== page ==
good! So let's find $x_1$, $x_2$ and $x_3$.

We want $x_1$ that satisfies $x_1\equiv 1\pmod{5}$, $x_1\equiv 0\pmod{7}$, and $x_1\equiv 0\pmod{11}$.

The last two congruences tell us that $x_1$ must be divisible by both $7$ and $11$, so must be $x_1=77x_1\prime$ for some integer $x_1\prime$.

We are now left with the task of finding $x_1\prime$ such that $77x_1\prime\equiv 1\pmod{5}$, i.e., $2x_1\prime \equiv 1\pmod{5}$. Multiplying both sides by $3$ (and using the fact that $2\times 3\equiv 6\equiv 1\pmod{5}$, we get $x_1\prime\equiv 3\pmod{5}$. Let's try $x_1\prime\equiv 3$.

Then $x_1=231$, and $x_1$ has the properties we want.

In a very similar way, we get $x_2=330$ and $x_3=210$.

From this, we obtain $3x_1+5x_2+7x_3=3\times 231+5\times 330+7\times 210 =693+1650+1470=3813$. By the above, we know that we may subtract multiples of $385$, so the smallest positive solution is $x=348$, and the integer solutions are all the numbers of the form $348+385k$, where $k$ is an integer.

Before we move on to the general situation, let's consider whether we can always find a number corresponding to the point $(1,0,0)$ (regardless of the moduli on the axes). The answer is of course "no". For example, if I have $2$ on the $x$-axis and $4$ on the $y$-axis, then I cannot find a number corresponding to $(1,0,0)$, as it would have to be congruent to $1\pmod{2}$ (that is, odd) and
congruent to $0\pmod{4}$ (that is, divisible by $4$), which is clearly absurd.

Now let's move on to the Chinese Remainder Theorem itself.

Theorem

Let $p_1$, $p_2$, ... , and $p_n$ be distinct primes. For any integers $a_1$, $a_2$, ... , $a_n$, there is an integer $x$ with

\begin{eqnarray} x & \equiv & a_1\, (\textrm{mod }p_1)\\ x & \equiv & a_2\, (\textrm{mod }p_2)\\ &\ldots & \\ x & \equiv & a_n\,(\textrm{mod }p_n), \end{eqnarray}

and $x$ is unique mod $p_1p_2 \ldots p_n$.Don't panic about the "unique mod $p_1 p_2 \ldots p_n$'' bit. All this means is that all of the solutions differ by multiples of $p_1 p_2 \ldots p_n$.

You might like to compare this to what we have already seen above, when we had $p_1=5$, $p_2=7$, $p_3=11$, $a_1=3$, $a_2=5$, and $a_3=7$.

Proof

We shall use the same idea as last time - but without drawing a set of axes in $n$ dimensions!

Firstly, let's do the uniqueness part.

Suppose that we have two solutions, $x$ and $y$.

Then $x\equiv y\pmod{p_1}$, and $x\equiv y\pmod{p_2}$, and ... , and $x\equiv y\pmod{p_n}$, so $x$ and $y$ differ by a multiple of $p_1p_2 \ldots p_n$.

Also, if $x$ is a solution and $k$ is an integer, then $x+p_1 p_2 \ldots p_n k$ is also a solution.

So the solutions all differ by multiples of $p_1 p_2 \ldots p_n$, as we wanted.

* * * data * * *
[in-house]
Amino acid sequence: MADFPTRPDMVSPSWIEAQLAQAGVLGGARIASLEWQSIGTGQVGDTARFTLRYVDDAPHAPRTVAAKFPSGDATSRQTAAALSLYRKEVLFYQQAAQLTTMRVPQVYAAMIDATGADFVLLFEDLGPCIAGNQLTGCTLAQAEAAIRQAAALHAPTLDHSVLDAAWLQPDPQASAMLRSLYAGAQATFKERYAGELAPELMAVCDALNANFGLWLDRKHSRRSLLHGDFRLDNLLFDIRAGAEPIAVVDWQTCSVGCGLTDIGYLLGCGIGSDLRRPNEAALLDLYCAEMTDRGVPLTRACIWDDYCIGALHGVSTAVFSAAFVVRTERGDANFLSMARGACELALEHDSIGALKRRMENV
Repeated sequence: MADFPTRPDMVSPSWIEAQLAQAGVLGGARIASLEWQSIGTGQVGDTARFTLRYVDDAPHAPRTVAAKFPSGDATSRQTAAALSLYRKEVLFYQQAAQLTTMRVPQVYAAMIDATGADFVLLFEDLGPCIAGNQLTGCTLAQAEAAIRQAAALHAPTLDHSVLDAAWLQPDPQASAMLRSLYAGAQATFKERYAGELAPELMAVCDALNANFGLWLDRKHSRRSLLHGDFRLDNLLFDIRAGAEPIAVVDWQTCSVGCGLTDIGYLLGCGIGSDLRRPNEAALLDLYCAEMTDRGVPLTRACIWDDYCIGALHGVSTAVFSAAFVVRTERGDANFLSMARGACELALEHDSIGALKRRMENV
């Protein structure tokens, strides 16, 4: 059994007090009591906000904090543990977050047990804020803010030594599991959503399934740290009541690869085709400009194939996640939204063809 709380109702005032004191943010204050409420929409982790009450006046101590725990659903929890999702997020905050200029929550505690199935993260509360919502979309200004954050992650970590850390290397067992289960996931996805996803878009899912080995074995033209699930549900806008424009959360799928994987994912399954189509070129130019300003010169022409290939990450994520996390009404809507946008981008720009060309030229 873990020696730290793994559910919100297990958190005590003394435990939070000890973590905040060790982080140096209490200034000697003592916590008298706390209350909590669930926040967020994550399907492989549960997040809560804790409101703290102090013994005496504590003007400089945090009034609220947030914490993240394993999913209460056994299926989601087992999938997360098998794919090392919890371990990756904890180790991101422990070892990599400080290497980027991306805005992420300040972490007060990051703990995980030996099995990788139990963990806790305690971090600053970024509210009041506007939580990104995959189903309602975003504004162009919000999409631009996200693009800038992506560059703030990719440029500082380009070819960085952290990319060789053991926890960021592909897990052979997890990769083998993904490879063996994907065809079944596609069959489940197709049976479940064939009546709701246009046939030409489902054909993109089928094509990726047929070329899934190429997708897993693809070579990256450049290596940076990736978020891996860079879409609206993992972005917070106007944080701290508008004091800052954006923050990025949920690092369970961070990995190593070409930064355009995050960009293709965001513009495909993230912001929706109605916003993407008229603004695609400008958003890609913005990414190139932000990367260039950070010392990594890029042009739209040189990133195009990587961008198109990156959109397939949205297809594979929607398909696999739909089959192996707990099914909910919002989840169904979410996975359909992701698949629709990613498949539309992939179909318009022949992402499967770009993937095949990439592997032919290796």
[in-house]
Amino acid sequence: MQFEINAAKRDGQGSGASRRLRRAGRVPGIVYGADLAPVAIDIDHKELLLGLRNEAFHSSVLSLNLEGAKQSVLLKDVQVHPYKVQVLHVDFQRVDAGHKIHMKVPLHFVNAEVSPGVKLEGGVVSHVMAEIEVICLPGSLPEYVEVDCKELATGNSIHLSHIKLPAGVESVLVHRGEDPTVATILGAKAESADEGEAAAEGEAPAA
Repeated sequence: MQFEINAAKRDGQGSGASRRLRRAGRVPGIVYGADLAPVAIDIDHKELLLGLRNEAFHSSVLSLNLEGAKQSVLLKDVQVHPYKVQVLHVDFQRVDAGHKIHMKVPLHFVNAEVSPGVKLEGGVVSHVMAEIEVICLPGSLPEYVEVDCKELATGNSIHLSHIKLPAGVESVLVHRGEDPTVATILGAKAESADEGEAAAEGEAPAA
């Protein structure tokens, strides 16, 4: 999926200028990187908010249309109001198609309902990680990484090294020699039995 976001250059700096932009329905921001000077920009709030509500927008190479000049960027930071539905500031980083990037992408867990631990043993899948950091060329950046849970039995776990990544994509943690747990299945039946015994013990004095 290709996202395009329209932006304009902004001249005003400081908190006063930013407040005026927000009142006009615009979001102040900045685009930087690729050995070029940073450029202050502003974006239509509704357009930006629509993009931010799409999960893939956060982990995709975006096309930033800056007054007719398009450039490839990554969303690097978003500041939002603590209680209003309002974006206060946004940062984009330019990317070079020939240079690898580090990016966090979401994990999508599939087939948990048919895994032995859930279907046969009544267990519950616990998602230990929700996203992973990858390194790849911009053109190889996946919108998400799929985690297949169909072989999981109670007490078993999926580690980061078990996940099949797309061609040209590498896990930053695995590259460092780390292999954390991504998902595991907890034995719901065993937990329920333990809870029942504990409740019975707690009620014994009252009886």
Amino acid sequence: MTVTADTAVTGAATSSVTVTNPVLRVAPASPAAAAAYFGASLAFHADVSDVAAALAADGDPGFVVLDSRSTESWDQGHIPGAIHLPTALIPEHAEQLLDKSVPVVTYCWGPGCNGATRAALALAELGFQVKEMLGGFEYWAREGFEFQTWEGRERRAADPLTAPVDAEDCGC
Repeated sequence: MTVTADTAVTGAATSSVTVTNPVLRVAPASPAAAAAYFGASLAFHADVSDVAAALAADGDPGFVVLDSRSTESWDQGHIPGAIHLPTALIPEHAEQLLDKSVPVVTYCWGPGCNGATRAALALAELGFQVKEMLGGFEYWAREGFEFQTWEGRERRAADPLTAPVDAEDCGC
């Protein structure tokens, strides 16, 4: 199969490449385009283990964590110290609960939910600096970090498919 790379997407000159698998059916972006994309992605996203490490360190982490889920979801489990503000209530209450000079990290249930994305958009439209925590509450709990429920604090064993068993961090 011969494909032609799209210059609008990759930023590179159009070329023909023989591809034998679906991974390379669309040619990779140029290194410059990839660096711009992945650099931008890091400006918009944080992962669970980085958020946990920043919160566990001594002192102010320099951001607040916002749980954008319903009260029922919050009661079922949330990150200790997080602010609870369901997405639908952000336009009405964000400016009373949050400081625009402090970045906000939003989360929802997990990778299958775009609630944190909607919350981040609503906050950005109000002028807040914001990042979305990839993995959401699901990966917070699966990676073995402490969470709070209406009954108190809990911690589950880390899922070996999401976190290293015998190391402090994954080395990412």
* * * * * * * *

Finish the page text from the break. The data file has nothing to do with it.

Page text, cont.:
Now let's try to prove that there is a solution!

Using the same ideas as before, let's suppose that we can find numbers $x_1$, $x_2$, ... , and $x_n$ in such a way that $x_i$ corresponds to the point with $i^{\textrm{th}}$ co-ordinate equal to $1$, and the other co-ordinates all $0$.

Then $x=a_1 x_1 + a_2 x_2 + \ldots +a_n x_n$ is a solution to the congruences as required.

For example, mod $p_1$ none of the $x_2$, ... , $x_n$ parts contribute (as they are all congruent to $0$ (mod $p_1$) , so $x\equiv a_1 x_1 \equiv a_1\pmod{p_1}$ (as $x_1\equiv 1$ (mod $p_1$)), and similarly for $p_2$, $p_3$, ... , and $p_n$.

We now just need to find $x_1$, $x_2$, ... , and $x_n$ with the given properties. For example, we need $x_1$ such that

\begin{eqnarray} x_1& \equiv & 1\, (\textrm{mod }p_1)\,\textrm{ and}\\ x_1 & \equiv & 0\, (\textrm{mod }p_2)\,\textrm{ and}\\ & \ldots & \textrm{ and}\\ x_1 & \equiv & 0\, (\textrm{mod }p_n). \end{eqnarray}

We shall need $x_1$ to be divisible by all of $p_2$, $p_3$, ...and $p_n$. So we can write it as $x_1=p_2 p_3 \ldots p_n x_1\prime$ for some integer $x_1\prime$.Now we need $p_2 p_3 \ldots p_n x_1\prime\equiv 1\pmod{p_1}$. It is a result of number theory that (because $p_1$ shares no factors greater than $1$ with $p_2$, $p_3$, ... , or $p_n$) we may solve this. You can find an explanation of this in the NRICH article Modular Arithmetic , but if you are willing to take the result on
trust for now then you can save the article for later! We can find $x_2$, $x_3$, ...and $x_n$ in the same way, and so we have the required numbers.

Since we can find $x_1$,$x_2$, ...and $x_n$, we can find $x=a_1 x_1+ a_2 x_2 + \ldots +a_n x_n$ that solves the congruences, and, since we can find our solution we can, by our earlier work on uniqueness, find all the integer solutions, and so our proof is complete.

In fact, we can be a bit more general than this. For example, it is sufficient for $p_1$, $p_2$, ...and $p_n$ to be pairwise coprime (no two have a common factor greater than $1$) rather than just prime, and the proof proceeds in the same way.

You might like to look at two related problems on the NRICH site: Remainders and One O Five .